The Reckless Moment

I recently watched The Reckless Moment (Max Ophuls, 1949) for the first time, and need to watch it again. For now, I’m writing down my initial impressions. My first thought is that the film is very uncomfortable to watch and listen to. It is the one Ophuls film I’ve seen that is a real domestic melodrama, in the sense that it’s about a woman and her home. Lucia Harper lives in Balboa Beach, one of the affluent beach cities south of Los Angeles, in a large, suburban/small town house, complete with a big yard and shutters on the windows. The Harpers also have a beach house and a boat. They have two children, Bea and Tom, and a maid, Sybil (acted magnificently by Francis E. Williams, who is uncredited in the film!). Lucia’s loquacious father-in-law also lives with them. Mr. Harper is absent, on business in Europe, which is the prelude to the drama. Lucia can’t confide in him, get his advice, and he can’t step in to solve her problems with her 17-year-old daughter, an art-school student, who has fallen in love with a sleazy con-artist, Ted Darby (Shepperd Strudwick) posing as an art dealer.

The world in the film is divided into the domestic sphere where Lucia is authoritative and decisive in managing the household and her children, and the world outside, where she is vulnerable and powerless, potential prey a) to the townspeople’s gossip and scandal-mongering, and b) to a world of male predators in L.A. Joan Bennet, as Lucia, switches back and forth between being tentative and frightened in the outside world and the ultimate authority at home. Through a “reckless moment,” the two worlds merge; she unwittingly invites predators into her home, and so the catastrophes that befall her multiply. Her recklessness consists of underestimating the world outside her doors and believing that it is much the same as the world inside. She makes the mistake of attempting to tell Darby, whom she makes an appointment to meet at a bar in L.A., to stay away from her daughter. He tries to extort money from her, then shows up in secret at the boat house to do the same with her daughter, who hits him over the head and runs back to the house. As he groggily leaves the boat house, he has an accident, falls from the second floor and lands on the anchor for the Harpers’ boat, which kills him. (I love the fact that he falls on their anchor!)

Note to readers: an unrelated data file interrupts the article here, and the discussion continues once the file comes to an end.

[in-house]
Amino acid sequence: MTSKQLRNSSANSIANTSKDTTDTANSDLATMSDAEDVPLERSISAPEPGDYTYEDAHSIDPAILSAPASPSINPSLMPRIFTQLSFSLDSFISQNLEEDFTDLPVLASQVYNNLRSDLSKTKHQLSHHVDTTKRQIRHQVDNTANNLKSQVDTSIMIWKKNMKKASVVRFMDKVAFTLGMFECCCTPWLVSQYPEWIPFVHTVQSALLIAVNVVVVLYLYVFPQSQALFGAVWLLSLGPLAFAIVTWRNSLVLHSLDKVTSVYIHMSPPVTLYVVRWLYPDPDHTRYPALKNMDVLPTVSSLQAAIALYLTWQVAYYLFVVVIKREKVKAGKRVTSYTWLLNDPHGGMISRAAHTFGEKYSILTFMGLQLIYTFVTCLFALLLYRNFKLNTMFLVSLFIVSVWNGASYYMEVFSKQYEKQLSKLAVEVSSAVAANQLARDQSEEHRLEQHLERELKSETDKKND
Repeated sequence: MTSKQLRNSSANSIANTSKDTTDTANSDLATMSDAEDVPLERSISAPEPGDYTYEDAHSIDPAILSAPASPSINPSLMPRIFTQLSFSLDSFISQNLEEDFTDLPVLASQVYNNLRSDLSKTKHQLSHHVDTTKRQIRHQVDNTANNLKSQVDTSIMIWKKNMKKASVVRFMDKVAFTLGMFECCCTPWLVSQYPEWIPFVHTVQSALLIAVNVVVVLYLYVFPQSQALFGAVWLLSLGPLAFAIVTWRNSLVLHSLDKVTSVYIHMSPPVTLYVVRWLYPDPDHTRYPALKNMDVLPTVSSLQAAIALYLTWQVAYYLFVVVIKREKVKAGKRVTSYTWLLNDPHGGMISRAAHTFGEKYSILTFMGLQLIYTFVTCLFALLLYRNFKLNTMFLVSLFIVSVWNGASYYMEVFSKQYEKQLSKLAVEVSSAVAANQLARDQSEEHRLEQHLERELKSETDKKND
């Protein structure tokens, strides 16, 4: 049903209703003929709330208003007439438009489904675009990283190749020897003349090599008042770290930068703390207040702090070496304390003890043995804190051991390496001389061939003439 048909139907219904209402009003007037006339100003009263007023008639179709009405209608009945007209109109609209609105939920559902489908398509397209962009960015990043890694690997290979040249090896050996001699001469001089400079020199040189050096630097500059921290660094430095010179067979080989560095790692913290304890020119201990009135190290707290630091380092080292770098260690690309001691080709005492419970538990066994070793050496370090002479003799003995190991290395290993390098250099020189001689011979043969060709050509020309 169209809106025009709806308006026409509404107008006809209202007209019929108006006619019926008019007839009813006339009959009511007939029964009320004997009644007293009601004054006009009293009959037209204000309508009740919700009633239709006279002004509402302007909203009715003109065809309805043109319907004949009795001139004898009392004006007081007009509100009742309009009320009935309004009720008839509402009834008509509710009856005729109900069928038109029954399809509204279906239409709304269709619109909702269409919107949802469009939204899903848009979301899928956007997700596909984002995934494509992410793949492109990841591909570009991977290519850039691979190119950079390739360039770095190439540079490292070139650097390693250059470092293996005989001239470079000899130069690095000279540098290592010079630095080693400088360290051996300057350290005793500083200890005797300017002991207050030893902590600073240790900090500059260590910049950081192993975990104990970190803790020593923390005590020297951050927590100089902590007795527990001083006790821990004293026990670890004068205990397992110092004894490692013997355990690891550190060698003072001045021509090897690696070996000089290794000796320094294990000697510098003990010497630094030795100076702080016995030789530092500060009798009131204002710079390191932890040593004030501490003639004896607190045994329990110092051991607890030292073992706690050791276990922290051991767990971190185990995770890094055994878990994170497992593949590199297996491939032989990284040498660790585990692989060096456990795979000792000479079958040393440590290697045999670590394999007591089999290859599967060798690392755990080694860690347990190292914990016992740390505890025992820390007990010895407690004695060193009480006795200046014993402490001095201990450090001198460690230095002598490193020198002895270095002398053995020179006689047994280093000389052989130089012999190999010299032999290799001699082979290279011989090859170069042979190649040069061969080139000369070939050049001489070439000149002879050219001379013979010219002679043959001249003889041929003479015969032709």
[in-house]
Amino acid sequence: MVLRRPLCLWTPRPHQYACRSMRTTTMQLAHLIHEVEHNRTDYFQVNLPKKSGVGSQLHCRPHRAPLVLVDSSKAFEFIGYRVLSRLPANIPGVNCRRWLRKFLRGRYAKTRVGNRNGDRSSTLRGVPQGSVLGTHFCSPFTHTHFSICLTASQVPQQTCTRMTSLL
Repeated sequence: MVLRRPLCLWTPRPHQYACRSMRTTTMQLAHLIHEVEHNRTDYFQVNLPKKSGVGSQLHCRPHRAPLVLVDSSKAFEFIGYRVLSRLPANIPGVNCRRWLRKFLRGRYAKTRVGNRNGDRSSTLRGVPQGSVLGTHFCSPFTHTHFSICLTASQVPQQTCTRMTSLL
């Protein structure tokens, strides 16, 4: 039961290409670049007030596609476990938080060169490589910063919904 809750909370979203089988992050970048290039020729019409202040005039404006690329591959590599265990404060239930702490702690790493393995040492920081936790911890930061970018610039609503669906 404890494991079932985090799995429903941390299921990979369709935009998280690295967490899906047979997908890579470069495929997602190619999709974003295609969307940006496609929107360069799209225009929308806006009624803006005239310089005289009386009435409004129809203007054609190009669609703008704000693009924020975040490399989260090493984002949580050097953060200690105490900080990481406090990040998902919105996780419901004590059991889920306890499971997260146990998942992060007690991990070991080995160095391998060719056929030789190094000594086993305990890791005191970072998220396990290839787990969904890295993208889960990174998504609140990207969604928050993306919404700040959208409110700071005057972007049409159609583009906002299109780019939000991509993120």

Without recounting more of the plot, there are a few things I want to note. The first is that life inside the Harpers’ home is no Frank Capra-esque model of a happy, boisterous family life. Rather, it is excruciatingly loud—everyone yells, including Lucia, chaos threatens, the grandfather dodders around aimlessly. Filmic space is restricted by architectural objects, Ophuls uses high and low angles, and sometimes canted angles, and life seems to revolve around the staircase to the second floor, the children either on their way up or down, or yelling up or down. Throughout the film, Lucia issues directives to her children and to her maid, and staves off the grandfather’s inane questions about what’s bothering her.

The outside world is equally uncomfortable; at Balboa’s post office, we view everything over the shoulder of the clerk, through the bars on his cage, and listen to the townspeople gossip about a body the police just found, a murdered man who was dumped in a nearby swamp. At the pharmacy/dry goods store, an unusual purchase is noted by the clerk, who knows what the Harpers buy, and is curious about the man accompanying Lucia (Martin Donnelly, played by James Mason), one of her blackmailers. In L.A., the streets are filled with potential predators, sizing Lucia up for whatever they might be able to get out of her. In L.A., too, she is turned down for a loan she wants to take out to pay off her blackmailer by using her expensive jewelry as collateral, because the loan office (“No Questions Asked” reads their sign) won’t take her application seriously without her husband’s approval. The only thing she has to threaten her blackmailers with is to tell them she will call the police, and she threatens to do so at at least 3 different points in the film. They completely dismiss her. So, even invoking a masculine authority doesn’t shore up her power in the world outside her home.

There is no beautiful scene in the film, though the shots are incredible and dense—not of Balboa, the beach, the hills, not of L.A. Everything is uncomfortable and anxiety-producing. The reason for this is not just that Ophuls made this film as a film noir, but because it is a woman’s film, more precisely a maternal melodrama, and Ophuls’ take on the woman’s film is that the woman can’t be comfortable in any environment. There is no peace in any setting of the film. Even dialogue is shot by filming the back of the speaker’s head, while the character listening is shot along a diagonal in a long shot, silent and watching the speaker. This technique emphasizes, for example, Lucia’s reactions to what her blackmailer says to her, but not in the usual way (shot-reverse shot). Rather, the stillness of her body is like paralysis, and we never get the satisfaction of a close-up in which we can “read” her expression. But, her body says it all. In a crucial scene near the end of the film, as she moves back and forth between the house and the boat house, the exterior of the boat house is illuminated by one overhead lamp swinging back and forth in the wind, which measures the agitation in the scene.